It is important you are able to charge your clients for the work you are going to do, that the fee is a fair fee that reflects your time, effort and risk, and that the client is under no illusion you are going to do your best for them and then give them a clear picture on whether they should keep or sell investments and why.
If they are paying you for financial planning but not to actually do the transfer, you would do the transfer only when it is the right thing and there is no conflict of interest.
We don’t like to give advice where there are transfer penalties but it obviously depends.
If it is a very small penalty, it might be worth it, but we have to build it in our record then.
Counting the cost
When it comes to measuring whether moving an investment pays off compared to the cost of the transaction, there is no one-size-fits-all rule. Shore Financial Planning director Ben Yearsley lists his deciding factors in whether or not to move: “I suppose the honest answer is it depends on how bad their existing portfolio is when looking against how we think they should be positioned.
“If the investments are all tax-wrapped, it’s a fairly easy thing to do and while I wouldn’t say the costs are minimal, they are reasonably small in the overall scheme of things, with time out of the market the biggest opportunity cost.
“A bigger problem arises when the investment solution isn’t tax-wrapped, for example in an Isa or pension, and there is a large capital gain which would probably be taxable.
“You then have to sit down with the client and work out with them what is the best course of action.
“Their existing portfolio might be so unsuitable you decide to move it immediately and take the capital gains tax hit.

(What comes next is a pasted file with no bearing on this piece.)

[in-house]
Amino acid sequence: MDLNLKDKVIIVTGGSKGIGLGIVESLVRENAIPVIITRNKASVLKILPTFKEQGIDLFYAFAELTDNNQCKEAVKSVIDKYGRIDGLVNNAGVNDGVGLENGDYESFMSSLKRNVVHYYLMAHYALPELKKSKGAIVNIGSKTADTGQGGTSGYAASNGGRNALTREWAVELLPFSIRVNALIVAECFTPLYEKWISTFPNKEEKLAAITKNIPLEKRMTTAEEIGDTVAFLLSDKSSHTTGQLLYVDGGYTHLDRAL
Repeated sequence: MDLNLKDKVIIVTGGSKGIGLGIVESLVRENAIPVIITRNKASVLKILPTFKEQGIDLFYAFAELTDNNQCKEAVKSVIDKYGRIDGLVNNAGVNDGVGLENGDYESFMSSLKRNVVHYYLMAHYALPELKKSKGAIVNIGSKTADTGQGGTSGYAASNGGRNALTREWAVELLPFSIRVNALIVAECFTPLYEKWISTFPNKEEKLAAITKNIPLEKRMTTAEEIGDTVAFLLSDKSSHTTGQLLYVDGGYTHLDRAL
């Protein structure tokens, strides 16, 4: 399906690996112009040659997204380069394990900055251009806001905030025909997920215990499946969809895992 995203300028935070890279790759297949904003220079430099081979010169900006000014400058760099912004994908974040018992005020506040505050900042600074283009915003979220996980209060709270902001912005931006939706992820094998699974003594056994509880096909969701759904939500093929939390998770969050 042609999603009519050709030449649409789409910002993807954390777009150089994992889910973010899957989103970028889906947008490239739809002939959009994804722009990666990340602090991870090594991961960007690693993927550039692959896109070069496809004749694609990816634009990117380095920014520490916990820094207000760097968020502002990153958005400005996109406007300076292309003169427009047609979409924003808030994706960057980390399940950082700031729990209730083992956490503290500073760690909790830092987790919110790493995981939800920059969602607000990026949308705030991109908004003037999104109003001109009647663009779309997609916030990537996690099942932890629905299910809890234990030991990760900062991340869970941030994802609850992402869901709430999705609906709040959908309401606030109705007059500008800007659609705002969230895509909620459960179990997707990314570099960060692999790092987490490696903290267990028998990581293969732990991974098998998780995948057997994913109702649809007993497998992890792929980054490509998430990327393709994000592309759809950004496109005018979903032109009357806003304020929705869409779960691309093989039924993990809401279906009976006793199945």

“Alternatively, you might decide to move it over a few tax years, utilising annual CGT allowances.
“The honest answer is that there isn’t a hard-and-fast rule. It’s about assessing how appropriate or inappropriate their existing portfolio is and how quickly they should move out of it. Ultimately, it’s up to the client if they want to pay a CGT bill.”
Meeting the needs of values-driven clients
We often meet clients who have already been working with another adviser. SJP is one that comes up a lot. Clients have often been told that investing in line with their values is not possible, or will mean they have to give up returns.
Most advisers nowadays work with a buy list of funds or a centralised investment proposition, so have to undertake a lot of extra work to create a portfolio that suits values-driven clients. They then have to continue to monitor that portfolio. This is time-consuming and expensive for an adviser not expert in researching the area. If the adviser does not share their client’s way of thinking, they will attempt to dissuade them.
SJP has one sustainability fund, which is 100 per cent international equities. To have a diversified portfolio, the client needs to include other SJP funds which don’t benefit from any screening process.
We often work with clients who are disappointed by the impact options their current manager has provided (or indeed told them they can’t have). We look at the costs of their current solution, plus any costs involved with transferring, to make sure clients won’t be disadvantaged by moving. If the portfolio is outside a pension or Isa, we also look at the capital gains position. In some cases, we can process a transfer in specie, in order to avoid taxable gains.